En EspaŅol

Q. Who is Mr. Smarty Plants?

A: There are those who suspect Wildflower Center volunteers are the culpable and capable culprits. Yet, others think staff members play some, albeit small, role. You can torture us with your plant questions, but we will never reveal the Green Guru's secret identity.

Help us grow by giving to the Plant Database Fund or by becoming a member

Did you know you can access the Native Plant Information Network with your web-enabled smartphone?

Share

Ask Mr. Smarty Plants

Ask Mr. Smarty Plants is a free service provided by the staff and volunteers at the Lady Bird Johnson Wildflower Center.

Search Smarty Plants
    
 
See a list of all Smarty Plants questions
Can't find the answer in our existing FAQs, submit a question to Mr. Smarty Plants.
Need help with plant identification, visit the plant identification page.
 
rate this answer
Not Yet Rated

Monday - August 19, 2013

From: Lakeway, TX
Region: Southwest
Topic: Diseases and Disorders, Trees
Title: Stressed live oaks from Lakeway TX
Answered by: Barbara Medford

QUESTION:

I have some Live Oaks who appear to be stressed (Ball Moss is becoming very prevalent on some of them) during the drought in Central TX. How often and how long should I water them? Thank you very much for your help.

ANSWER:

We know that you didn't infer that the Tillandsia recurvata (Small ball moss) was causing the decline of your oak, as many people think, but we would like for you to read this Floridata article just to reassure you that it is not a parasite, drinking tree blood and killing your tree.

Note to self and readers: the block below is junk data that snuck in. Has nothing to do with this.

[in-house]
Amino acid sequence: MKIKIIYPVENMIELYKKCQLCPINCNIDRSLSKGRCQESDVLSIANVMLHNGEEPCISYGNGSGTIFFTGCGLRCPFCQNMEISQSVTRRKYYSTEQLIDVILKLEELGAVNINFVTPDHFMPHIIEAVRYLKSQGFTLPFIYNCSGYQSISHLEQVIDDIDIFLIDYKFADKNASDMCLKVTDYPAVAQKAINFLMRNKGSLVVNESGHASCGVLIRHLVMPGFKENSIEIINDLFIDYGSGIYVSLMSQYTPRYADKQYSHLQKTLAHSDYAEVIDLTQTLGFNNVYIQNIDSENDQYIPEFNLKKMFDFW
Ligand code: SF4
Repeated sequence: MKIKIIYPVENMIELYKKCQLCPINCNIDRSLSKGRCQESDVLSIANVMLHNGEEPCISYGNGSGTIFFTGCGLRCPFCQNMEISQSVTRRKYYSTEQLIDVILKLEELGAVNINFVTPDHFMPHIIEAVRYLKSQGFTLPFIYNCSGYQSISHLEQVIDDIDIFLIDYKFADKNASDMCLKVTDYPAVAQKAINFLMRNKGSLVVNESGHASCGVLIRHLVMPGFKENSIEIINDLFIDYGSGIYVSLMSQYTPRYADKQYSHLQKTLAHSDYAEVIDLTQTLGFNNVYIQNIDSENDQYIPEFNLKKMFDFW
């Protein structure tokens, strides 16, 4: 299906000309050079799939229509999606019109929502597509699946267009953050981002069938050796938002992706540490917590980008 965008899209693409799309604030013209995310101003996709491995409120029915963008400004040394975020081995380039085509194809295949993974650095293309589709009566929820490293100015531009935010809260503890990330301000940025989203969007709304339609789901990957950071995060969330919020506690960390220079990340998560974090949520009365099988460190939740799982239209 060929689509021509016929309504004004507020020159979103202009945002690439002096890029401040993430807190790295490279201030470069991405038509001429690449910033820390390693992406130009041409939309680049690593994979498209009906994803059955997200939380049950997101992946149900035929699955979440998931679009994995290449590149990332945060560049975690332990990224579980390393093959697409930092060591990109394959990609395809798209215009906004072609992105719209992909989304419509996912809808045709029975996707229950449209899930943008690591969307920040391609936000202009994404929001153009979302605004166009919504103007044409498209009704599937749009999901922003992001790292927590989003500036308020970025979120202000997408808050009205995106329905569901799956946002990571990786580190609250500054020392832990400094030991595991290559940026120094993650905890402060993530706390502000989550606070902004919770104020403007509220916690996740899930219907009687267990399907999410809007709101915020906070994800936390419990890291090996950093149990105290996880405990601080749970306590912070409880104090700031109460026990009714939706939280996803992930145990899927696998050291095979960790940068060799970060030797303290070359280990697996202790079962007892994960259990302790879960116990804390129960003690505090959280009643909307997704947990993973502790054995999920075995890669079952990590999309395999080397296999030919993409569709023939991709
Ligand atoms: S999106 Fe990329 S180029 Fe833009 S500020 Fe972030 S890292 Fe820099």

You probably already know what a problem Oak Wilt is in Travis County but it is not the only thing that can go wrong, especially in our hot, droughty weather. Here is a previous answer detailing some of those things, with links to more information.

That previous answer also adds some suggestions on watering, to which we would only add that you can use a hose and lawn sprinkler out on the dripline area, but depending on a sprinkler system to help a tree is not sufficient.

 

From the Image Gallery


Small ball moss
Tillandsia recurvata

Small ball moss
Tillandsia recurvata

Small ball moss
Tillandsia recurvata

More Trees Questions

Trees for townhome backyard in Fullerton, CA
August 15, 2009 - Hi, I live in a townhome with a big backyard here in Orange County. Last year, I got rid of my ficus trees that had grown too tall and big for a townhome backyard. Now, I would like to plant two tre...
view the full question and answer

Replacement of black willows killed by Hurricane in Nederland, TX
March 23, 2010 - Hurricane Ike wiped out all the native black willow trips in Texas Ornithological Birding Sanctuary in Sabine Pass and 5 miles down the road at Sea Rim Park. We had hoped that after 1 1/2 years, they ...
view the full question and answer

Reason for tree canopy dieback from Mahopac NY
May 21, 2012 - Dear Mr. Smarty Plants: Not a questions, just sharing, re person in Texas whose Ash Jupiter appeared to be dying "canopy very thin on top". We moved to Putnam Co. NY in 1970. Our house was shaded by...
view the full question and answer

Recently planted Monterey Oaks doing poorly in Jourdanton, TX.
September 02, 2013 - We planted 2 nice size Monterrey oak trees in April .they were doing good with new growth on them. But now I have been noticing the leaves are turning brown around the edges. We water about once a wee...
view the full question and answer

Identification of tree blooming in Austin with yellow balls
March 21, 2012 - What is the tree/large shrub that is blooming now (mid-March) in the Austin area? It has small mesquite-type leaves, round yellow balls with fuzz on them and is fragrant. Thanks!
view the full question and answer

Smarty Plants's Facebook profile Support the Wildflower Center by Donating Online or Becoming a Member today.

Mr. Smarty Plants wants you to be his Facebook friend. Click the Facebook icon to add yourself to Mr. Smarty Plants list of friends.
E-NEWSLETTER | BECOME A MEMBER | DONATE NOW | MEDIA | SITEMAP | STAFF
© 2015 Lady Bird Johnson Wildflower Center